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5 Famous Landmark Clocks You Should Visit

5 Famous Landmark Clocks You Should Visit

Many travel enthusiasts catch the travel bug in childhood through picture books, fairy tales, or young adult novels. Once they’re old enough to realize that some of the places that the stories describe are real, the urge to see them becomes undeniable. These five famous clocks you should visit will fulfill some of those early travel aspirations.

Big Ben, London

Inevitably first on any list of famous landmark clocks to visit, Big Ben is the name for the enormous 15-ton clock that stands at the northern end of the Palace of Westminster, home of England’s Parliament. Arguably London’s most famous landmark, the clocktower is the third-tallest freestanding clocktower in the world.

Grand Central Station Clocks, New York City

“Meet me under the clock” is a message that New Yorkers passing through Grand Central Terminal have been exchanging for decades. The stunning brass clock atop the information booth in the main hall of the station boasts four clockfaces fronted with opal glass, estimated to be worth $20 million.

On the 42nd Street facade of the building, you’ll also find the 15-foot Tiffany glass clock. After a 12-year restoration, this gorgeous clock can again let you know if you’re on time for your train from blocks away.

Prague Astronomical Clock, Prague

Standing in the Old Town Square in Prague, this famous landmark clock tells the time with a side of moral lessons. The complex, beautiful clock face shows the phase and position of the moon and the position of the sun, among 18 other functions. Figures representing Death, Lust, Greed, and Vanity move when Death strikes the bell on the hour. The 12 Apostles then appear in procession. Dating from 1401, the clock is thought to be the oldest operating clock in the world.

Makkah Clock Royal Tower, Mecca

At 141 feet wide each, the world’s four largest clockfaces top the tallest building in Saudi Arabia, the Makkah Clock Royal Tower. At 1,972 feet tall, this clocktower is the tallest in the world. Its illuminated face is visible from 16 miles away, and 21,000 LED lights flash to call the faithful to prayer five times a day. All pilgrims making the sacred trek to Mecca will see this clock, which stands at the opposite end of the plaza from the entrance to the Masjid al-Haram mosque.

Rathaus-Glockenspiel, Munich

This famous animated clock in Munich puts on two shows a day—and three in the summer—with two tiers of animated figures telling the story of the marriage of Duke Wilhelm V to Renata of Lorraine in 1568. The celebration comes complete with jousting knights. The lower tier of figures represents the “Cooper’s dance,” which is based on a myth from the plague of 1517, when coopers danced through the town to keep people’s spirits up. The event is reenacted every 7 years to commemorate resilience, loyalty, and perseverance.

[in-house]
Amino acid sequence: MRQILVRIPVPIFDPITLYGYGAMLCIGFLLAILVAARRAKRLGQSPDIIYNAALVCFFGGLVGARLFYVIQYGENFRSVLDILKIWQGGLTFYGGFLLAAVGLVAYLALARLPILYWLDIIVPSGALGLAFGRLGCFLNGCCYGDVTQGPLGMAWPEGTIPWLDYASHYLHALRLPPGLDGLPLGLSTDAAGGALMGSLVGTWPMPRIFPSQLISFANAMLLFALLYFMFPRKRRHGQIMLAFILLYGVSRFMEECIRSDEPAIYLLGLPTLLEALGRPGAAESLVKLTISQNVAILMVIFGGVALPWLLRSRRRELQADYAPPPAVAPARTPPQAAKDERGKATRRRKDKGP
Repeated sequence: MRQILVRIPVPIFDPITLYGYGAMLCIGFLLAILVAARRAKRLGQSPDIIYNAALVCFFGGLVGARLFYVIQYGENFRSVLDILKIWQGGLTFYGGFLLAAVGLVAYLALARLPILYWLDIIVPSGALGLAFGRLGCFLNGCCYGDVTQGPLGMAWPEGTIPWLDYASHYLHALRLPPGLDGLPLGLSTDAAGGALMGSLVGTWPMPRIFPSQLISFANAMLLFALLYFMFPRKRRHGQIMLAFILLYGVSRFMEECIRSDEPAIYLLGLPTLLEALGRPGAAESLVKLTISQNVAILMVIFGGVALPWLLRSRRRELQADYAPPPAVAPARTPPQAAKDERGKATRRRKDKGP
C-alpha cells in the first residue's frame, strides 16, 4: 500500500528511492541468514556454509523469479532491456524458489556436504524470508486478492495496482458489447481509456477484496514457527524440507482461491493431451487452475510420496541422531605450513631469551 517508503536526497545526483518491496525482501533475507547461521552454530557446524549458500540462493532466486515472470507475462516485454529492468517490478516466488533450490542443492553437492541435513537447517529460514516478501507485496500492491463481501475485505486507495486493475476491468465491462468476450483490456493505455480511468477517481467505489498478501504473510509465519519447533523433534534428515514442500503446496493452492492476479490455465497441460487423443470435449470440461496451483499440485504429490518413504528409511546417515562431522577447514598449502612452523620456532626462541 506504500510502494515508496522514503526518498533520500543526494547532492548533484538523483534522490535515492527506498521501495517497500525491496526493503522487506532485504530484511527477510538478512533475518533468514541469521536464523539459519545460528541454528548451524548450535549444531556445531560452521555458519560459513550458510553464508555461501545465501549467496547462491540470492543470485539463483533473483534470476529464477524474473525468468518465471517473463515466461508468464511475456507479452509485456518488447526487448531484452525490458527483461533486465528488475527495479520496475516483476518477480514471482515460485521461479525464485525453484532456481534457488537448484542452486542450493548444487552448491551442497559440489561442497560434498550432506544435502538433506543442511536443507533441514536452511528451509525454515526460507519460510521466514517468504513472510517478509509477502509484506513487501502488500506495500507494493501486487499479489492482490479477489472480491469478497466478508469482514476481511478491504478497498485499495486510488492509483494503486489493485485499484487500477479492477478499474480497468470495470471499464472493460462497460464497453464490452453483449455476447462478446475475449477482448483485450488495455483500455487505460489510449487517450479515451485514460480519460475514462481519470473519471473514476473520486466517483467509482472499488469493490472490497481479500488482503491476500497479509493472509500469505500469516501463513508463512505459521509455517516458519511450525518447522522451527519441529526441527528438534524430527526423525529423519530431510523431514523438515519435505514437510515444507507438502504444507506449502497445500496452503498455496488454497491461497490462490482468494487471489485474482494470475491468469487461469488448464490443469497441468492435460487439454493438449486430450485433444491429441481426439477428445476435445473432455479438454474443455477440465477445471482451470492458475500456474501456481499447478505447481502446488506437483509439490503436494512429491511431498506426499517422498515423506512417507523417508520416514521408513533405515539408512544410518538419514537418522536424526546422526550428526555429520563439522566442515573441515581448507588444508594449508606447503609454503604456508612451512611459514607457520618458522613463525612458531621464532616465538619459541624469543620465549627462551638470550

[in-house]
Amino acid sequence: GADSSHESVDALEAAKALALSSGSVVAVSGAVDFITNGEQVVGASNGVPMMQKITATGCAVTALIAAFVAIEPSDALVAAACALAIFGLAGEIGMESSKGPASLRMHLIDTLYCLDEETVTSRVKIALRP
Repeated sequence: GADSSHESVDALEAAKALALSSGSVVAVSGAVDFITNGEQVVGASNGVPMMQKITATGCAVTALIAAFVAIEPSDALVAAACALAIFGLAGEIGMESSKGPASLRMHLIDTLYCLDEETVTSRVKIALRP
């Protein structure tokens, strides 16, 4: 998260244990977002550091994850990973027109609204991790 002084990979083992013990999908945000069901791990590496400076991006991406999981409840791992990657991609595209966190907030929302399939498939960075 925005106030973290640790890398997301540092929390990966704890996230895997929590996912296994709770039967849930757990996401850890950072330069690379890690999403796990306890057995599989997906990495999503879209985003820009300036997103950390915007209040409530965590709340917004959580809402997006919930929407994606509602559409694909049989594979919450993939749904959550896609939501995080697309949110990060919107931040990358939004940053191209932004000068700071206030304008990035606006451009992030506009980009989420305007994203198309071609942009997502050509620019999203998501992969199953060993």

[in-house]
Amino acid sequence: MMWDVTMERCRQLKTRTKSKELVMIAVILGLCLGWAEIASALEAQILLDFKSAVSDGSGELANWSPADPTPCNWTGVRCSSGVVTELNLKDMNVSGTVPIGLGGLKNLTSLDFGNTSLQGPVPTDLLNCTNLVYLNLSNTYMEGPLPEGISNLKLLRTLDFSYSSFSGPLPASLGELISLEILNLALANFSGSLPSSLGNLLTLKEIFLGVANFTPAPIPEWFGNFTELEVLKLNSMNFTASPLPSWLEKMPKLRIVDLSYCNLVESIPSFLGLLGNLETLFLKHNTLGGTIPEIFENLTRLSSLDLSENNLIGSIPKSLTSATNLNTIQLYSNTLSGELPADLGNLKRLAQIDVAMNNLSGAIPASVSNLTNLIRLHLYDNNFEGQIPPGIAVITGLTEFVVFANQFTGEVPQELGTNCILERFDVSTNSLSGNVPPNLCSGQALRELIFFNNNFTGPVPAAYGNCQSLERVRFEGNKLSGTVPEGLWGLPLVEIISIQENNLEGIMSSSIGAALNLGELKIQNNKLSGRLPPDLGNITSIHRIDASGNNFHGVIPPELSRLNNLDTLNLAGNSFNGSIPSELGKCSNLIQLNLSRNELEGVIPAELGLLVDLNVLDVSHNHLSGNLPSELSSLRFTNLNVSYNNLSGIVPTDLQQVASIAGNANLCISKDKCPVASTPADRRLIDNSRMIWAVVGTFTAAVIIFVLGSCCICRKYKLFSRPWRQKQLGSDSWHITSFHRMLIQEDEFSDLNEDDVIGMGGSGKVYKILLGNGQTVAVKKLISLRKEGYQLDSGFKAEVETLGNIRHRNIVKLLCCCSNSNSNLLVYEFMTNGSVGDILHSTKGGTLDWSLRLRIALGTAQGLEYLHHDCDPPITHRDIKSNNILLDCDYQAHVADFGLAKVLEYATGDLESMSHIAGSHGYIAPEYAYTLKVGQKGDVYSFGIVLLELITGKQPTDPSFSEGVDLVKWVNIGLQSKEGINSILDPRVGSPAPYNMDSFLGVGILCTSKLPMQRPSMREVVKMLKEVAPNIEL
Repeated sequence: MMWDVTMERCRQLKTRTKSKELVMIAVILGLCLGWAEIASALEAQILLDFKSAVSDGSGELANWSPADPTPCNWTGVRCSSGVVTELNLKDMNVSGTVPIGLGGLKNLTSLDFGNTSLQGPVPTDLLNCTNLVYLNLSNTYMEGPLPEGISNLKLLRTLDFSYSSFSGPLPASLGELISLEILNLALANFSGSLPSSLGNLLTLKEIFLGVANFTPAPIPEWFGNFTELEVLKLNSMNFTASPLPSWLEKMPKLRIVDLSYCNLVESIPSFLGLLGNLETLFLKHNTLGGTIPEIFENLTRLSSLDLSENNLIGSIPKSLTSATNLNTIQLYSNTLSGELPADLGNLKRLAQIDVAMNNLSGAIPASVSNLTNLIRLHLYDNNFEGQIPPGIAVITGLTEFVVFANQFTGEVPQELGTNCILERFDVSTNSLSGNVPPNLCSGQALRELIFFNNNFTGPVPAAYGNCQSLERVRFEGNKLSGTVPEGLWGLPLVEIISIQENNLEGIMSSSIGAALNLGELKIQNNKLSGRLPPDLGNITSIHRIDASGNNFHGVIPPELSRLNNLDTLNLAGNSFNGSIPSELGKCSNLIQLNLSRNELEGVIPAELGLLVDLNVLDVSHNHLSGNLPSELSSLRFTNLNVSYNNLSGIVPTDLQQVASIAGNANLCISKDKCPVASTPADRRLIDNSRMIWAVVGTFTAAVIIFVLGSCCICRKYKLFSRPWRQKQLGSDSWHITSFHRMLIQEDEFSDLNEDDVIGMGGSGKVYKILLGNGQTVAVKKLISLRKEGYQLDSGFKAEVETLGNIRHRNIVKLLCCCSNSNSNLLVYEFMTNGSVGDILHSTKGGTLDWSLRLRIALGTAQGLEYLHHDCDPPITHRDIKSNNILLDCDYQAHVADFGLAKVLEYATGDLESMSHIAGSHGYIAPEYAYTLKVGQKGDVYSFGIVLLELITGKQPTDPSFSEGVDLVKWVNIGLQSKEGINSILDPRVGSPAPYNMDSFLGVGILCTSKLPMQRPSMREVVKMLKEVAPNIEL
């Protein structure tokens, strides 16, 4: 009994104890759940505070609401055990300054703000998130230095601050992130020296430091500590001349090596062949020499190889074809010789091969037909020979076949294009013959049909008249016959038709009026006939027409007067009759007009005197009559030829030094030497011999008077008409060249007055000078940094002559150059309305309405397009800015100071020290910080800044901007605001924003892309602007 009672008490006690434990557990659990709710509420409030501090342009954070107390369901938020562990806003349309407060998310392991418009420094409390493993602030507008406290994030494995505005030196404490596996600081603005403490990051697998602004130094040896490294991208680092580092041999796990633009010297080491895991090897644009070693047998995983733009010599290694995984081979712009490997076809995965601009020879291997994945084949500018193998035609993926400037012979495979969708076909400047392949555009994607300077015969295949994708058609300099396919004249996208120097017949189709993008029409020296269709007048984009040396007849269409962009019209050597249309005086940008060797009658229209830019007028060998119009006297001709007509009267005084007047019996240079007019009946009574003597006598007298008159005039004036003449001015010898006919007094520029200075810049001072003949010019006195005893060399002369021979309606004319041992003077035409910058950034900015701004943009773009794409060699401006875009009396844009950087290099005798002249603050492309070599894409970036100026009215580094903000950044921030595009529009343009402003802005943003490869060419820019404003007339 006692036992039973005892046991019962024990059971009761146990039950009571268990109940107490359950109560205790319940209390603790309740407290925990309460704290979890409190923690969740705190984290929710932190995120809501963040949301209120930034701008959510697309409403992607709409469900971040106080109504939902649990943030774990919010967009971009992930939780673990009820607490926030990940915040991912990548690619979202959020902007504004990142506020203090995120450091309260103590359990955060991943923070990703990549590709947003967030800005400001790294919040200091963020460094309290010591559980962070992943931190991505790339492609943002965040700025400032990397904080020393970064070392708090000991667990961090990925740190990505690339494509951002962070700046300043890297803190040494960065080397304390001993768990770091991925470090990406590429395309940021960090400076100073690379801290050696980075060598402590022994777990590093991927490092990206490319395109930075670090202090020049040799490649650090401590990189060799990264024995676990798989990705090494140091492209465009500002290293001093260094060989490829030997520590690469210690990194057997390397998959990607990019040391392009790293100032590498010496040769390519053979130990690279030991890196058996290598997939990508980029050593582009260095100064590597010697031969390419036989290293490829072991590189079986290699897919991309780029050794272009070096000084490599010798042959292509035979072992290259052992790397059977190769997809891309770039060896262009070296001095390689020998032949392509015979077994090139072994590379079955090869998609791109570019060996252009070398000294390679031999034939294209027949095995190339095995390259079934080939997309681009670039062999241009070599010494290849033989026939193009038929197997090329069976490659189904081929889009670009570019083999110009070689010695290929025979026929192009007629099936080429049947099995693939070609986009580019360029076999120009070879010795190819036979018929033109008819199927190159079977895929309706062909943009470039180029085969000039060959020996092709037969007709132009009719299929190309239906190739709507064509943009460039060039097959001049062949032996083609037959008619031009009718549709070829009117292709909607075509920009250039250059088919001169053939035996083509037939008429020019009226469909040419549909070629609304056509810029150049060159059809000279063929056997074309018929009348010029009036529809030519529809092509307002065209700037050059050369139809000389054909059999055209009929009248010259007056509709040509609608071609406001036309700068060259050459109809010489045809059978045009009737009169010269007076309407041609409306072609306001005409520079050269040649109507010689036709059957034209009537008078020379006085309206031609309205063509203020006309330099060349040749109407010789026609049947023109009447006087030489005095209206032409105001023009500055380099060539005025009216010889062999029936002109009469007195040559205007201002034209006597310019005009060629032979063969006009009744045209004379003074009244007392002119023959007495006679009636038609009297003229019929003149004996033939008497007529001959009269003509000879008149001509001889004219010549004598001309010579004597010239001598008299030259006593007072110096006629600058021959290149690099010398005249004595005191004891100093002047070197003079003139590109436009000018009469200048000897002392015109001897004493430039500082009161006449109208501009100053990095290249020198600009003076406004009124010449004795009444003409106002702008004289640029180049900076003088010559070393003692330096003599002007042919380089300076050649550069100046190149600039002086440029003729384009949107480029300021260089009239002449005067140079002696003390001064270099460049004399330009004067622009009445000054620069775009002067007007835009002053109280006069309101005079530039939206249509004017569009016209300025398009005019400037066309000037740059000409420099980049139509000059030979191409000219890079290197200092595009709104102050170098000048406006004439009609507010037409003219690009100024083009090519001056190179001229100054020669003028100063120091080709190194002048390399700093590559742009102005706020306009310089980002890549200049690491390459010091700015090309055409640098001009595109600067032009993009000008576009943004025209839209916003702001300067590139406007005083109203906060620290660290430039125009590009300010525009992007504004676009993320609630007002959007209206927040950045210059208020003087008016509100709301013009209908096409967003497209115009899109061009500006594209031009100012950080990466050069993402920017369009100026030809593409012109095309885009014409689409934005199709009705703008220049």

These famous landmark clocks serve as meeting points, reminders to the faithful, and attractions for tourists in major cities across the globe. In your own home, table and wall clocks can serve as focal points on a much more intimate scale, such as decor for a side table. When you need to know the time, an attractive clock serves the purpose with a quick glance. Just don’t forget to wind or change the batteries!

Picture of Karen LeBlanc

Karen LeBlanc

Karen LeBlanc is a freelance writer living in Orlando, Florida with many published bylines in magazines, newspapers, and multimedia sites. As a professional lifestyle writer, Karen specializes in art, architecture, design, home interiors and personality profiles. Karen is the writer, producer and host of the streaming series, The Design Tourist ( that brings viewers a global dose of design inspiration with episodes featuring the latest looks and trends from the world’s premiere design events and shows. She also publishes a quarterly magazine on design travel that you can read by clicking the link: Her journalism background includes seven years on-air experience as a TV news reporter and anchor covering a range of issues from education to politics. Her educational credentials include a Master of Arts in Mass Communications from Northeast Louisiana University and a Bachelor of Arts in Communications from Louisiana State University. Throughout her career, Karen has written and produced dozens of documentaries and videos for educational, commercial, corporate, and governmental clients and appeared in many TV and video productions as a professional host.

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Karen LeBlanc

Karen LeBlanc is a travel host and writer with a popular travel show, The Design Tourist, and a companion lifestyle blog. As a widely published travel journalist and content creator, Karen is a member of the North American Travel Journalists Association. She also serves as the Design and Travel editor of the national lifestyle magazine, LaPalme. Karen believes that every destination has a story to tell through its local art, architecture, culture, and craft. This immersive creative exploration begins with authentic accommodations where the narrative of place unfolds through art, accessories, accouterments, furnishings, fixtures, and food. 

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